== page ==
Dr. Seuss

“Be who you are and say what you feel because those who mind don’t matter and those who matter don’t mind.” Dr. Seuss

I used my writing prompt book and I have to say that I appreciate this quote from Dr. Seuss. It speaks to me at the moment. I’ve read lots of his books to my kids and remember reading the books a long, long time ago. There is something about the books and reading them aloud that is soothing. It’s the wit and the nonsensical stories that entertain. I also think that Dr. Seuss holds a place in my memory as an academic due to the collection at the UCSD Library.

I spent many days at the library working on my grad school papers and my dissertation. The foyer occasionally displayed some of Dr. Seuss collections and I would at times procrastinate and pore through the holdings. Well, Dr. Seuss also had some war propaganda pieces and part of my work focused on Mass Political Behavior–I was doing research! In all seriousness, this quote is an important one for reflection. People who care about you  aren’t apt to take offense at what you say. The people who care about you get you and are more willing to accept you and your quirks. And, well the people who have problems with what you say…they might not be worth your time. I know that this is not a truth; however, it is worth thinking about when you interact thoughtfully with people.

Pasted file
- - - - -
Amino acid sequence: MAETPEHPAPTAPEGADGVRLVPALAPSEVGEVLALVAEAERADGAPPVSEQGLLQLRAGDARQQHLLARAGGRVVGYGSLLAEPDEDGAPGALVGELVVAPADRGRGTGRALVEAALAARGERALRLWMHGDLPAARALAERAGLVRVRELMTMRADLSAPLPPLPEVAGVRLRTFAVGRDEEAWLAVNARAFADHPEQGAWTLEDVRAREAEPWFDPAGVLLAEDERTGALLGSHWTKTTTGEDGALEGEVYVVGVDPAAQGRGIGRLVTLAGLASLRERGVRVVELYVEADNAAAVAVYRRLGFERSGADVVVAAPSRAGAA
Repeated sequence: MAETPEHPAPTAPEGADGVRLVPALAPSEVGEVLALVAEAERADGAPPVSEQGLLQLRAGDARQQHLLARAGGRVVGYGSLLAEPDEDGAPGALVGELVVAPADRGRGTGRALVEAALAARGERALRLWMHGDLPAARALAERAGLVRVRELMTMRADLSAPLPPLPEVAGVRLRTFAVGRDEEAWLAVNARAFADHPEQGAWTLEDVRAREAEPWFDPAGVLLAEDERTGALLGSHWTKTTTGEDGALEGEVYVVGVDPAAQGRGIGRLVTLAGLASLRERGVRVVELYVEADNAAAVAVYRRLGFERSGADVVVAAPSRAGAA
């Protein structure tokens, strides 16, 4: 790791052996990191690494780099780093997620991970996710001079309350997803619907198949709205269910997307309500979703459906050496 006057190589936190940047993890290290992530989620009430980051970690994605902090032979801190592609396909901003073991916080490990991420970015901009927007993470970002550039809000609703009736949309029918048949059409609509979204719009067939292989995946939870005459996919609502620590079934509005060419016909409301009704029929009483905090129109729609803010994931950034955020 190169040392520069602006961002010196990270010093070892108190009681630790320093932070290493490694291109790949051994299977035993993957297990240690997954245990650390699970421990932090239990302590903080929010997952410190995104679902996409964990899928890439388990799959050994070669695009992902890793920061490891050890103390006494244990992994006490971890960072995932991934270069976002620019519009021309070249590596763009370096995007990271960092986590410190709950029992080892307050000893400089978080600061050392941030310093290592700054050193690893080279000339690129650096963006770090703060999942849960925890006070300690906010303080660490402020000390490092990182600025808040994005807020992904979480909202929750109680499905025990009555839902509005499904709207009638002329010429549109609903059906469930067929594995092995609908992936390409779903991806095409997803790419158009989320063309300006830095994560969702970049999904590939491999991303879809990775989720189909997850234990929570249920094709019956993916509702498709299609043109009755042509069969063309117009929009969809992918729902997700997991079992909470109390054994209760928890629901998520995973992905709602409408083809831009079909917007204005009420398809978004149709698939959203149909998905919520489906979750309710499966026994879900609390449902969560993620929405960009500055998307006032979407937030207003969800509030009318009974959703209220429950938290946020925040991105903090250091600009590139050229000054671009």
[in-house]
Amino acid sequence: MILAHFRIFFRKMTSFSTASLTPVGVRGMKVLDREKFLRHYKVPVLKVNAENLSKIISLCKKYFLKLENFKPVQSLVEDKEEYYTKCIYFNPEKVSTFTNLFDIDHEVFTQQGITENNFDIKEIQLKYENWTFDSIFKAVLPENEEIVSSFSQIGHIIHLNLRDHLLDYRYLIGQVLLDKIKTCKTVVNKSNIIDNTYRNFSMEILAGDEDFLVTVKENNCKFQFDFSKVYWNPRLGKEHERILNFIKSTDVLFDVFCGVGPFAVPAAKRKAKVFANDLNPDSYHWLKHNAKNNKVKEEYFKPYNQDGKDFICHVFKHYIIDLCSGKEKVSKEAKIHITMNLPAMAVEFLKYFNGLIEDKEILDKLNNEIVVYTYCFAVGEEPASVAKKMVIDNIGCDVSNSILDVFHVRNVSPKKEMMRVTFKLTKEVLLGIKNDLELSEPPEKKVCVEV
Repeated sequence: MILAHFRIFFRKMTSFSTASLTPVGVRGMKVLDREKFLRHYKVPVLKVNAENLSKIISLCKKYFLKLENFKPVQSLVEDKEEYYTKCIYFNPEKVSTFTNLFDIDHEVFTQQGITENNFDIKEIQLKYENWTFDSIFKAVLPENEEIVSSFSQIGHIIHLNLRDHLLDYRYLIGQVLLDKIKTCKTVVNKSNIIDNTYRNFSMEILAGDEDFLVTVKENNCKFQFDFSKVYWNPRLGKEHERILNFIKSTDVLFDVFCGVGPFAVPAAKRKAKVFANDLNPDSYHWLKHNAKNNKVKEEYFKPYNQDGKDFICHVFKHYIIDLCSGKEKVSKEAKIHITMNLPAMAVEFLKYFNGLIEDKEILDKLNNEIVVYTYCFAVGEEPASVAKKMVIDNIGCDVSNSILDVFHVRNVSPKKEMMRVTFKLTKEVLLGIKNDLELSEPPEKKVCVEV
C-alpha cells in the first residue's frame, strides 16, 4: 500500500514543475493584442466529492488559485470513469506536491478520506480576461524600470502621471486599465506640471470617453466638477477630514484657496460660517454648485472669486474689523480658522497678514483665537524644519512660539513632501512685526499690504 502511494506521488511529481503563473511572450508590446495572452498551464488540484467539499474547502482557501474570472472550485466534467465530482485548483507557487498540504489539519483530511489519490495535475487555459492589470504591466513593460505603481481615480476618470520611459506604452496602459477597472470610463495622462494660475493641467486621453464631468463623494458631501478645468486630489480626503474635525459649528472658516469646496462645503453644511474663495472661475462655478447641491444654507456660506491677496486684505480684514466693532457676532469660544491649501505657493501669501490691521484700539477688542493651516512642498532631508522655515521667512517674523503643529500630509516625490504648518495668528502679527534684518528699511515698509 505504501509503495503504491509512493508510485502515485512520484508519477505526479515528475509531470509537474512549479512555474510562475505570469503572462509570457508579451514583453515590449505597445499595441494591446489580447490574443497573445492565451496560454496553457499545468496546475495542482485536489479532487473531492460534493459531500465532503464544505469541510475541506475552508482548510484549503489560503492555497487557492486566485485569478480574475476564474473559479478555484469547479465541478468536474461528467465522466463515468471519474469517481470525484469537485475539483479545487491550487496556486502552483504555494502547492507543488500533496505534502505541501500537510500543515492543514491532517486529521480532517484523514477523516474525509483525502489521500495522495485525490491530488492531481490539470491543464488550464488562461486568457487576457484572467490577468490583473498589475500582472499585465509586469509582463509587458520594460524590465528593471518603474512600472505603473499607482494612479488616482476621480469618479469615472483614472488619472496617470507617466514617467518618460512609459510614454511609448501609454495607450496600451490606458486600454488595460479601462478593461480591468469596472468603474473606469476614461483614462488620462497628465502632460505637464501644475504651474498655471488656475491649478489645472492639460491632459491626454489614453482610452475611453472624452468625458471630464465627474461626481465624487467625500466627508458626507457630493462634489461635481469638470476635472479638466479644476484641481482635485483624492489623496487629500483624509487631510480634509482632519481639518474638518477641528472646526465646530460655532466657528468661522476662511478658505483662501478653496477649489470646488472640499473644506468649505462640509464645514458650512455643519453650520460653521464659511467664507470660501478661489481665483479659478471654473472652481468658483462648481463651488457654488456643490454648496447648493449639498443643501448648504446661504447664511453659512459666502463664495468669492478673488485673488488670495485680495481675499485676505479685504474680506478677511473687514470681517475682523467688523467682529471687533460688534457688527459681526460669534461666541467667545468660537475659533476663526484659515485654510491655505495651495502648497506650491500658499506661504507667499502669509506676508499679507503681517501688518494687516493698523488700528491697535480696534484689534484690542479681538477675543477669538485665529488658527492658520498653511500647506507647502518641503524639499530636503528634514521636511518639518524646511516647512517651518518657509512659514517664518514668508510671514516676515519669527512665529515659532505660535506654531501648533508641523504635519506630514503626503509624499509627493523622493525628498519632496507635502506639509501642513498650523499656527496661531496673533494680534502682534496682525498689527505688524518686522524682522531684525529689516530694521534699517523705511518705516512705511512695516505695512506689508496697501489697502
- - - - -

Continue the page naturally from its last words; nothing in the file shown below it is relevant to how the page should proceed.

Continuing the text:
Learning Commons at UVIC

Students will be hard pressed to complain that no one is helpful at UVIC. Between faculty, TAs, the workshops at the Counseling Centre and the Learning Commons they have help at their finger tips. OK. Maybe at their toes, as they will have to walk to these offices. I walked around the library this morning and was really excited with the Learning Commons. So, excited that I made a 90 second video on my iPhone just on the fly. Here is the link: http://tinyurl.com/26lvel7